Cory at Boing has linked us all to a recipe for a beer that is claiming it is licenced under creative commons license. The beer is called Vores Øl or "Our Beer." The odd thing about this - and an example of the wacky thinking about copyright being spouted at Boing - is that a beer recipe is not really copyrighted or copyrightable. Recipes, as sets of instructions rather than the expression of the instruction or "a work", are not really property. Only as a fixed literary published work would the expression of the recipe be potentially protected. Has Boing been sucked in?
One of the reasons we do not know much about the manufacture of porter in, say, 1810 is that breweries protect their recipe book archives as trade secrets and hide them from public view. If they did not the information would not be protected - because they are not subject to intellectual property law. They are merely ideas, not expressions, and an idea is not copyrightable. They are exclusive through secrecy rather than property. You know this because you can mix up much of the expression of a recipe, reorder the ingredients and twig the process and get the same result. Some technical processes relating to brewing that are patentable, like Labatt and its ice beer, but that is different. But one of the joys of homebrewing is the realization you can maintain a yeast strain cultivated from a favourite beer, tap into your well, grow and malt your grain and pick your own hops. Beer is literally free if you are free enough to make it.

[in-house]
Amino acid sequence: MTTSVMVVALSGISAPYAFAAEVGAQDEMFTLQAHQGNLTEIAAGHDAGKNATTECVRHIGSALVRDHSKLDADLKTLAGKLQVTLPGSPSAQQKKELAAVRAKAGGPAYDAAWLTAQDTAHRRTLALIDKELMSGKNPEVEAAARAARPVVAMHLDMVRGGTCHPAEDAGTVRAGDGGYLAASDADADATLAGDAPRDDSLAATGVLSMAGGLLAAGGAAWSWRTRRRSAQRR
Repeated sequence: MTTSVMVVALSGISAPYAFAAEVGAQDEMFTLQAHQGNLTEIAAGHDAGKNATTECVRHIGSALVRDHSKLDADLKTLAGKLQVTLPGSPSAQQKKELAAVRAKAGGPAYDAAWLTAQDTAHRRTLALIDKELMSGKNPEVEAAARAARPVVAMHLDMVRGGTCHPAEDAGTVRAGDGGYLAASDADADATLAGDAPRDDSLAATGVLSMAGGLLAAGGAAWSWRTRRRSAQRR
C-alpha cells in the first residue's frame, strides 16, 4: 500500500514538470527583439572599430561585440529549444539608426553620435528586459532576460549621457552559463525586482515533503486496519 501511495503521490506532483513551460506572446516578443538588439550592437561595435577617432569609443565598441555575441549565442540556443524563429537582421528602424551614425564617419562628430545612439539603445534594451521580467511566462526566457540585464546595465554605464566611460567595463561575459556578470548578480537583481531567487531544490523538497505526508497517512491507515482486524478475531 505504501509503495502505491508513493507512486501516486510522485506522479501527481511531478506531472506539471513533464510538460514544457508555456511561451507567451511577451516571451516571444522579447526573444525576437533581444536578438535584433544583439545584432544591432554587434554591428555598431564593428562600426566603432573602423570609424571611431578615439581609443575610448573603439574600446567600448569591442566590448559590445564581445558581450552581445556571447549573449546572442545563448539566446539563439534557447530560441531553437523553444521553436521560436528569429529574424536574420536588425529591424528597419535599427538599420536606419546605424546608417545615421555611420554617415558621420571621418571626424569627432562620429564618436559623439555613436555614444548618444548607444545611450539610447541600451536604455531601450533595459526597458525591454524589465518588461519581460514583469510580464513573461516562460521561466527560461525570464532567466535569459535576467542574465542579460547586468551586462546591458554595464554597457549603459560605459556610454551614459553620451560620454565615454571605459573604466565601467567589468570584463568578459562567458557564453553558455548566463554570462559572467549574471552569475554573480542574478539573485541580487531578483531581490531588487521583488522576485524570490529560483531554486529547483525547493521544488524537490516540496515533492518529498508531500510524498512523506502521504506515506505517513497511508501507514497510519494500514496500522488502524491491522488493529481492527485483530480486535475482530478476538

For all the hype about the loss of freedom due to strict copyright law enforcement, is this a knee-jerk reaction making that which is free actually less free by implying that the creative commons applies to the actual common property of us all? True open source is the stuff we all have access to and can do simply out of human dignity. Beer making is one of those things.